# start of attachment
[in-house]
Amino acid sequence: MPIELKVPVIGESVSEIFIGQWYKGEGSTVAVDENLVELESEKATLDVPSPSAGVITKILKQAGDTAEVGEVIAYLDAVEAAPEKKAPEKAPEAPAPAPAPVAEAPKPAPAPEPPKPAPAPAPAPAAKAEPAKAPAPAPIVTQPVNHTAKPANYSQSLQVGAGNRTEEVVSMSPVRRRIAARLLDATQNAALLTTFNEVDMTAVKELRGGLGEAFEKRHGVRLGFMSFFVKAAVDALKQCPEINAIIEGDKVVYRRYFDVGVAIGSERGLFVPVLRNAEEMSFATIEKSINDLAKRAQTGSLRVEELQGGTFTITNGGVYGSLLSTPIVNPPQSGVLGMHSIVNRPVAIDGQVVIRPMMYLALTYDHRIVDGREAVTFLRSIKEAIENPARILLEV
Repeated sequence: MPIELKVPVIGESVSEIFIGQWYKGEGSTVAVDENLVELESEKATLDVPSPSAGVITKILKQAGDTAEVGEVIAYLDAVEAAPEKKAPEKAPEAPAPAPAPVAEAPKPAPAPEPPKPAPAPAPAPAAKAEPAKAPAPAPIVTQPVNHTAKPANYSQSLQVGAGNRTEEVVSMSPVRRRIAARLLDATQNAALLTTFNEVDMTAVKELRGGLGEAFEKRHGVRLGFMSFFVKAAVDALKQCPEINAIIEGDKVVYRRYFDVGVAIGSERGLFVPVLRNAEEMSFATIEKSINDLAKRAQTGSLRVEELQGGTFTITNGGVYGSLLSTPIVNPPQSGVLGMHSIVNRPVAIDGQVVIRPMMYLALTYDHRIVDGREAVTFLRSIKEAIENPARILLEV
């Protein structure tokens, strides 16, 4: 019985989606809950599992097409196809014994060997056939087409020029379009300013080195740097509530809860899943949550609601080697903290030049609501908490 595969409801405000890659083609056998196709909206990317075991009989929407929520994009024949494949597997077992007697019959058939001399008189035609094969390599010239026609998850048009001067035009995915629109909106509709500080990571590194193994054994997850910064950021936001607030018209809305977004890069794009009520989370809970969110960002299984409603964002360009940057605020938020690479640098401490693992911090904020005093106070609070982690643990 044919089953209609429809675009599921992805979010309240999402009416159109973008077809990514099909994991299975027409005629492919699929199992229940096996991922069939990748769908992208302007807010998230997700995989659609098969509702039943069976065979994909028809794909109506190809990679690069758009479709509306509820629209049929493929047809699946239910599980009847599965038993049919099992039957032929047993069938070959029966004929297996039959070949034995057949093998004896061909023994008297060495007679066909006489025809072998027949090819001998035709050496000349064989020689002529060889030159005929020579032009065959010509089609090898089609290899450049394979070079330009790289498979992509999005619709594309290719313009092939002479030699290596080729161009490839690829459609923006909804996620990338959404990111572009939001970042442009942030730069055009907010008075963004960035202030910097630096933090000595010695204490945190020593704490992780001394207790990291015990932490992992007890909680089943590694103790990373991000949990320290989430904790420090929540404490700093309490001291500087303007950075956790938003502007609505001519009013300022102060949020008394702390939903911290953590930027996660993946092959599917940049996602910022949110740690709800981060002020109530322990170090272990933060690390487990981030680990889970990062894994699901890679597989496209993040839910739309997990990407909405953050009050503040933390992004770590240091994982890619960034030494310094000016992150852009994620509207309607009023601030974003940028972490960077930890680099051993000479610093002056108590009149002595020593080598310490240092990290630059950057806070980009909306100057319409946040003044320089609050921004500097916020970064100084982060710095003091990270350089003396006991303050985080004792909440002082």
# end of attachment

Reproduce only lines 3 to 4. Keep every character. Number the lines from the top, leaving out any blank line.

Repeated sequence: MPIELKVPVIGESVSEIFIGQWYKGEGSTVAVDENLVELESEKATLDVPSPSAGVITKILKQAGDTAEVGEVIAYLDAVEAAPEKKAPEKAPEAPAPAPAPVAEAPKPAPAPEPPKPAPAPAPAPAAKAEPAKAPAPAPIVTQPVNHTAKPANYSQSLQVGAGNRTEEVVSMSPVRRRIAARLLDATQNAALLTTFNEVDMTAVKELRGGLGEAFEKRHGVRLGFMSFFVKAAVDALKQCPEINAIIEGDKVVYRRYFDVGVAIGSERGLFVPVLRNAEEMSFATIEKSINDLAKRAQTGSLRVEELQGGTFTITNGGVYGSLLSTPIVNPPQSGVLGMHSIVNRPVAIDGQVVIRPMMYLALTYDHRIVDGREAVTFLRSIKEAIENPARILLEV
């Protein structure tokens, strides 16, 4: 019985989606809950599992097409196809014994060997056939087409020029379009300013080195740097509530809860899943949550609601080697903290030049609501908490 595969409801405000890659083609056998196709909206990317075991009989929407929520994009024949494949597997077992007697019959058939001399008189035609094969390599010239026609998850048009001067035009995915629109909106509709500080990571590194193994054994997850910064950021936001607030018209809305977004890069794009009520989370809970969110960002299984409603964002360009940057605020938020690479640098401490693992911090904020005093106070609070982690643990 044919089953209609429809675009599921992805979010309240999402009416159109973008077809990514099909994991299975027409005629492919699929199992229940096996991922069939990748769908992208302007807010998230997700995989659609098969509702039943069976065979994909028809794909109506190809990679690069758009479709509306509820629209049929493929047809699946239910599980009847599965038993049919099992039957032929047993069938070959029966004929297996039959070949034995057949093998004896061909023994008297060495007679066909006489025809072998027949090819001998035709050496000349064989020689002529060889030159005929020579032009065959010509089609090898089609290899450049394979070079330009790289498979992509999005619709594309290719313009092939002479030699290596080729161009490839690829459609923006909804996620990338959404990111572009939001970042442009942030730069055009907010008075963004960035202030910097630096933090000595010695204490945190020593704490992780001394207790990291015990932490992992007890909680089943590694103790990373991000949990320290989430904790420090929540404490700093309490001291500087303007950075956790938003502007609505001519009013300022102060949020008394702390939903911290953590930027996660993946092959599917940049996602910022949110740690709800981060002020109530322990170090272990933060690390487990981030680990889970990062894994699901890679597989496209993040839910739309997990990407909405953050009050503040933390992004770590240091994982890619960034030494310094000016992150852009994620509207309607009023601030974003940028972490960077930890680099051993000479610093002056108590009149002595020593080598310490240092990290630059950057806070980009909306100057319409946040003044320089609050921004500097916020970064100084982060710095003091990270350089003396006991303050985080004792909440002082």